Question markIn a conversation with Pat Barch, the Hoffman Estates Historian, she brought up a local business I had not heard of.  Her question was about Slattery’s Nursery that was just east of the intersection of Higgins and Golf Roads.  According to her they also had property across Golf Road, behind Ahlgrim & Sons Funeral Home.  She wondered what was that piece of property and what did they use it for?

This business was new to me so I agreed to do some investigating.  After diving into back issues of The Herald, I found that Slate Slattery opened his nursery on Friday, April 21, 1961.  The business offered “complete lawn and garden supplies and equipment” from shrubs and trees to fertilizer and seeds to seedling flats.  They even had a gift department and pet department.

As part of the grand opening celebration they offered a Toro Rotary Mower as 1st prize, a Weber Bar-B-Q kettle as 2nd prize and a Brush-on Agrico Spreader as 3rd prize.  Just for stopping in, each family received a choice of a free geranium, ivy and philodendron.

Given the amount of growth happening in the area in the 1960’s, it seemed like a logical idea to bring a business to town that would provide trees, shrubs and plants to all of the new homeowners.  Since the housing developments did not include exterior plantings as part of the purchase price of a house, it was left to the homeowner to plant his/her own.  As a result, it appears Mr. Slattery saw an obvious need and jumped quickly into the local business fray.



But, what was behind Ahlgrim’s (shown above) and why was that, too, known as Slattery’s?  After placing a call to Ahlgrim’s, I was told that the Ahlgrim family took residence in 1970 in a ranch house on Golf Road in their current location.  They did not begin operating as a funeral home until 1972.   Pat remembered, though, that the open space behind the funeral home was often used by her children as a place to play in the 1970’s.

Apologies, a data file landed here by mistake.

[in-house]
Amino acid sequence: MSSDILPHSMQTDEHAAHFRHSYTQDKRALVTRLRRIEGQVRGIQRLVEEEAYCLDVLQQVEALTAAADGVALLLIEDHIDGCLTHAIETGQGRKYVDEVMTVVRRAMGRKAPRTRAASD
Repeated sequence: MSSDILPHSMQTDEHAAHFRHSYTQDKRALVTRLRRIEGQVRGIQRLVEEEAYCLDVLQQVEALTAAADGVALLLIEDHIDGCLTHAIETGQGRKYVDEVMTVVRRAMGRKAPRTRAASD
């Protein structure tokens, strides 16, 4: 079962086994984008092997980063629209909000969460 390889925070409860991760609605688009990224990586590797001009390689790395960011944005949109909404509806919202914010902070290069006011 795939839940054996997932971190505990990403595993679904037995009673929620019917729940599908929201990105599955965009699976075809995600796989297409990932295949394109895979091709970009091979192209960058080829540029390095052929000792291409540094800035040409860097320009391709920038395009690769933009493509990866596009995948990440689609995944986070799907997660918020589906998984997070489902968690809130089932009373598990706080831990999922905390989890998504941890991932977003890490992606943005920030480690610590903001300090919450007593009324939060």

Digging a bit deeper, I uncovered an article from the February 18, 1974 issue of The Herald about actions taken by the Schaumburg Park District.  Interestingly enough, it mentioned that “the district now is soliciting bids for the digging up of trees on the Village in the Park site that have been donated to the district.  New portions of the site are slated for development.  The entire development parcel was formerly Slate Slattery’s Nursery, and the matured trees are left from the nursery.”

Below is a portion of an aerial photo we have in our collection.  It shows what appears to be the nursery plantings on the north side of Golf Road.  In addition, one of the commenters below mentioned that the nursery plantings extended north to Frederick Lane and west to Jefferson Road in Hoffman Estates.  He also mentioned that there was a fishing pond on the property which, I assume, is the pond that can be found on the Village in the Park property today?


There was the answer!  It was used as a functioning nursery and, when they sold their portion of the property in early 1970 to Zaremba Construction Co., they obviously left assets scattered throughout the parcel.  This begs the question–is that how Village in the Park got its name?

Jane Rozek
Local History Librarian
Schaumburg Township District Library

The photo of Ahlgrim’s was used courtesy of